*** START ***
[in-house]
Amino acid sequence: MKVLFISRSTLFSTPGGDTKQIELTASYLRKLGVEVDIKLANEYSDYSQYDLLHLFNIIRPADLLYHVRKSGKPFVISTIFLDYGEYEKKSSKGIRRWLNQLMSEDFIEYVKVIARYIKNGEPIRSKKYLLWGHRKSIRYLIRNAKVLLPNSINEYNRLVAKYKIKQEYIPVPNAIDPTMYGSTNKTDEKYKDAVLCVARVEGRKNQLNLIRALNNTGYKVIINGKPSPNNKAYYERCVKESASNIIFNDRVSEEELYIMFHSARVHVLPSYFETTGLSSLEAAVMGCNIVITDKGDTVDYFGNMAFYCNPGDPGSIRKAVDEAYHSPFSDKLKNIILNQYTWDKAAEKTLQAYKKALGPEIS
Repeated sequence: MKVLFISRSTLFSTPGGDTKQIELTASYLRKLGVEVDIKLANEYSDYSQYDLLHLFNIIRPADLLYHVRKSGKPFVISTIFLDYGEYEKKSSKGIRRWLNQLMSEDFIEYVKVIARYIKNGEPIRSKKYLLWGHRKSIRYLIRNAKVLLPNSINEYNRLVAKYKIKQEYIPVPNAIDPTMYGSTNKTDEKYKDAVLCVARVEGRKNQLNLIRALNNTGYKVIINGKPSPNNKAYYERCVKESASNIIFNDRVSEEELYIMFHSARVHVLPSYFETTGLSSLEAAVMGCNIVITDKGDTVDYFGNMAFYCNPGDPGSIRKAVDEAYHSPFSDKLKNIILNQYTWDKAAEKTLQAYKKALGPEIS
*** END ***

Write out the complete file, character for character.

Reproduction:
[in-house]
Amino acid sequence: MKVLFISRSTLFSTPGGDTKQIELTASYLRKLGVEVDIKLANEYSDYSQYDLLHLFNIIRPADLLYHVRKSGKPFVISTIFLDYGEYEKKSSKGIRRWLNQLMSEDFIEYVKVIARYIKNGEPIRSKKYLLWGHRKSIRYLIRNAKVLLPNSINEYNRLVAKYKIKQEYIPVPNAIDPTMYGSTNKTDEKYKDAVLCVARVEGRKNQLNLIRALNNTGYKVIINGKPSPNNKAYYERCVKESASNIIFNDRVSEEELYIMFHSARVHVLPSYFETTGLSSLEAAVMGCNIVITDKGDTVDYFGNMAFYCNPGDPGSIRKAVDEAYHSPFSDKLKNIILNQYTWDKAAEKTLQAYKKALGPEIS
Repeated sequence: MKVLFISRSTLFSTPGGDTKQIELTASYLRKLGVEVDIKLANEYSDYSQYDLLHLFNIIRPADLLYHVRKSGKPFVISTIFLDYGEYEKKSSKGIRRWLNQLMSEDFIEYVKVIARYIKNGEPIRSKKYLLWGHRKSIRYLIRNAKVLLPNSINEYNRLVAKYKIKQEYIPVPNAIDPTMYGSTNKTDEKYKDAVLCVARVEGRKNQLNLIRALNNTGYKVIINGKPSPNNKAYYERCVKESASNIIFNDRVSEEELYIMFHSARVHVLPSYFETTGLSSLEAAVMGCNIVITDKGDTVDYFGNMAFYCNPGDPGSIRKAVDEAYHSPFSDKLKNIILNQYTWDKAAEKTLQAYKKALGPEIS